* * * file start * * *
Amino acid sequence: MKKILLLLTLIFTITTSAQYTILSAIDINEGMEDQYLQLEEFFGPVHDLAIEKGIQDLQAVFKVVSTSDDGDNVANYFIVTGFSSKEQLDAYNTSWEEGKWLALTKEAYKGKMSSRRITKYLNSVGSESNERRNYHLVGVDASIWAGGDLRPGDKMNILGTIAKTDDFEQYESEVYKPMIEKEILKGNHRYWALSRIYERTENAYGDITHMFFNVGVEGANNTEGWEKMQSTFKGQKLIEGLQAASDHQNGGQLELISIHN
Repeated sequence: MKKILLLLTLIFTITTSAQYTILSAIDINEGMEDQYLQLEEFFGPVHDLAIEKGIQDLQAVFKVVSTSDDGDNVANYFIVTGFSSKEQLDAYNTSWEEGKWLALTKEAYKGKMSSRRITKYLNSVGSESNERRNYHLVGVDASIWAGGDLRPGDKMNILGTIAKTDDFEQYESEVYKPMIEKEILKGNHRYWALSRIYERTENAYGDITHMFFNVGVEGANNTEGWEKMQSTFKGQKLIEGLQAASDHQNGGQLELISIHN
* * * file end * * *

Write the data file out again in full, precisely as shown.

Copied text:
Amino acid sequence: MKKILLLLTLIFTITTSAQYTILSAIDINEGMEDQYLQLEEFFGPVHDLAIEKGIQDLQAVFKVVSTSDDGDNVANYFIVTGFSSKEQLDAYNTSWEEGKWLALTKEAYKGKMSSRRITKYLNSVGSESNERRNYHLVGVDASIWAGGDLRPGDKMNILGTIAKTDDFEQYESEVYKPMIEKEILKGNHRYWALSRIYERTENAYGDITHMFFNVGVEGANNTEGWEKMQSTFKGQKLIEGLQAASDHQNGGQLELISIHN
Repeated sequence: MKKILLLLTLIFTITTSAQYTILSAIDINEGMEDQYLQLEEFFGPVHDLAIEKGIQDLQAVFKVVSTSDDGDNVANYFIVTGFSSKEQLDAYNTSWEEGKWLALTKEAYKGKMSSRRITKYLNSVGSESNERRNYHLVGVDASIWAGGDLRPGDKMNILGTIAKTDDFEQYESEVYKPMIEKEILKGNHRYWALSRIYERTENAYGDITHMFFNVGVEGANNTEGWEKMQSTFKGQKLIEGLQAASDHQNGGQLELISIHN